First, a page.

She pulled me by the shirt collar closer and kissed me harder. I started to wonder how long it normally takes a couple to move past kissing on the lips to something else, and it was making me nervous again. Amber continued to kiss me. She moved from my lips to my cheek. Such sweet, little, soft kisses, like feather strokes. Kiss, kiss, kiss . . . I could still smell the pizza on her breath, but her lips tasted of sweet, strawberry lip gloss. She slowly inched her way down from my cheek to my neck. Kiss, kiss, kiss . . . It felt really good, and I was starting to relax, until . . . 
She licked my neck.
I guess that was the first sign something weird was going on, and my brain started screaming, Danger, Will Robinson! Danger!  Is that normal for your brain to quote old movies or TV shows all the time, or is it just me because of my eidetic memory? Guess I’ll never know.
She paused for a second and looked up at me. She smiled a closed-lipped smile.
I said, “Amber, what are you . . . ?”
Then I saw these two sharp things suddenly extend out of her mouth. I tried to pull back, but she held my shoulders firmly in her hands and sank those horrible things into my neck.
I felt an unbearable, burning, stabbing pain that quickly spread from my neck through my entire body, and I was suddenly paralyzed. I’ve never wanted to scream more in my life. My mouth was open, gasping for air, but I couldn’t control it, couldn’t make a sound. I tried to lift my hands to push her away, but they wouldn’t budge from the sheets. I could hear her breathing in my ear, and I heard and felt her gulping my blood. It burned, and even though I was breathing rapidly, I felt like I was suffocating. It probably only took a couple of minutes, but it felt like hours, and it felt like I was dying.
I guess what they say is true: there really are no atheists in a foxhole. I’m not the most religious guy, but I still silently told God I didn’t want to die, and then I silently begged him to make it quick. Neither prayer was answered. 
When Amber was through, she retracted her . . . those two sharp pointy things. She was panting, her chest heaving until she stopped to take in and let out a deep breath. She moaned softly, pushed me onto my back, wiped blood—my blood—from her lips with the back of her hand, and ran her tongue over her teeth to lick them clean. She leaned over me, examined my neck, and once again smiled. “Already starting to heal.”
I tried to pull away again, but I still couldn’t move. She held my chin in her hand and looked into my eyes. The only thing I could do was tremble in pain and fear, gasp for air, and look at her looking at me.
“Now listen carefully,” she said. “You’re not going to die. I only drank two pints. Three tops. You taste very good, by the way, it was so hard not to stop.” Now there’s a comforting thought. “I know you’re in a lot of pain right now.” No kidding? Really? I had no idea until you mentioned it. “But it will pass. You’re going to be stuck like this until sunrise, and when morning comes you’re going to fall asleep. If I know what I’m doing . . .” What did she mean, ‘if’?! “. . . you should be mostly fine tomorrow night. I’m going to wait for you at Bucky Bee’s. Don’t forget.”
She started to leave, but then she turned and picked the jacket up from my office chair. “I hope you don’t mind my borrowing this again. It’s kind of chilly out.” She slipped it on. It still looked a hell of a lot better on her than it did on me. “I had an amazing time tonight.” That makes one of us. She leaned over and kissed my cheek one more time. I couldn’t even flinch. “I know you probably don’t believe this now, but you’ll see: your life is about to get a whole lot better.” Then she switched off the lights, left, and closed the door behind her.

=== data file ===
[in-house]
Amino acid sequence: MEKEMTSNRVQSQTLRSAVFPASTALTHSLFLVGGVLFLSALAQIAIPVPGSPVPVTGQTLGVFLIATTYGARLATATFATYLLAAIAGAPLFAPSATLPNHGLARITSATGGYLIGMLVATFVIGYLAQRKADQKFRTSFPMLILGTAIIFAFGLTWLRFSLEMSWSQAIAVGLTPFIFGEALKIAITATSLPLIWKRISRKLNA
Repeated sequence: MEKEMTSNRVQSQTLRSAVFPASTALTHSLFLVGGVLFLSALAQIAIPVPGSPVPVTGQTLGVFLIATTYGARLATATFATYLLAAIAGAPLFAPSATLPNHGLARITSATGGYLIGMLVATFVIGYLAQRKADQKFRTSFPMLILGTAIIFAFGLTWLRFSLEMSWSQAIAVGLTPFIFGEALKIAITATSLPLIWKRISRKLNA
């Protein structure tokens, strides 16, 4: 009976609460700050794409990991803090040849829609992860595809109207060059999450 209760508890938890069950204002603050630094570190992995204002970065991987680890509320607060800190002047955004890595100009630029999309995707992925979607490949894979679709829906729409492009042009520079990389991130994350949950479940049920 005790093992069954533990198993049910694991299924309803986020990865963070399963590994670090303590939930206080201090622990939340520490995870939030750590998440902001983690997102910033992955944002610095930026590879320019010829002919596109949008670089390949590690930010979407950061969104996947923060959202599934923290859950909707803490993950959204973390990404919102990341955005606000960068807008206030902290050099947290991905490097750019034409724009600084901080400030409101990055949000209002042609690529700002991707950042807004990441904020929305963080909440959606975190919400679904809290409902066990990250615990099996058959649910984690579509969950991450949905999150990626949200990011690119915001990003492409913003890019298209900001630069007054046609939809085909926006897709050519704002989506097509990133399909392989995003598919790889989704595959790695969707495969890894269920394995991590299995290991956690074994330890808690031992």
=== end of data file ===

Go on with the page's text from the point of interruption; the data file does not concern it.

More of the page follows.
And I’ve been lying here in total darkness, paralyzed and in unbelievable pain ever since.
Pain, pain, pain. There’s nothing but pain. I can’t close my eyes. I mean, I can, but I’m afraid if I do, I won’t open them again. Ever. The place on my neck where she bit me is throbbing. My mouth is throbbing with pain, too, particularly my gums and the roof of my mouth. What’s that about? My breathing is shallow, and I’m worried I might stop breathing altogether. I don’t know if I’m going to make it through the night.
And then there’s the other thing I’m trying really hard not to think about . . . the possibility that dying might not be the worst thing that happens to me tonight.
I don’t want to fall asleep and never wake up, but I really don’t want to become a . . .
No, as Mister Spock would say, that’s “highly illogical.” I am nothing if not logical. The truth is I don’t really know what’s going to happen. Oh, God, I really, really don’t know, but either way I am so screwed.
Stop thinking about that. I need to concentrate on here and now. I have to keep talking in my head to distract myself from this awful pain.  
Why did Amber do this to me? I’m a nice guy. And I’m not exactly sexy. I’m pretty much the opposite of that. It can’t be because she’s attracted to me. So really, why me?
And it’s not just illogical on a personal level. I love fantasy and science fiction as much as the next geek, but I know the difference between them and reality. For what I think just happened to have happened . . . Well, either the universe has gone insane or I have, and either possibility is unacceptable. The universe has to make sense. I need it to make sense.
Okay, Gilbert, you’re a scientist, sort of, so try thinking like a scientist. When confronted with an unexpected result, a scientist would start his experiment over again to figure out what went wrong. I just need to go back in my mind to the last time the universe made sense on all levels and then slowly work my way forward to my current situation. Like anything that needs fixing, I first need to take it apart and figure it out. I just . . .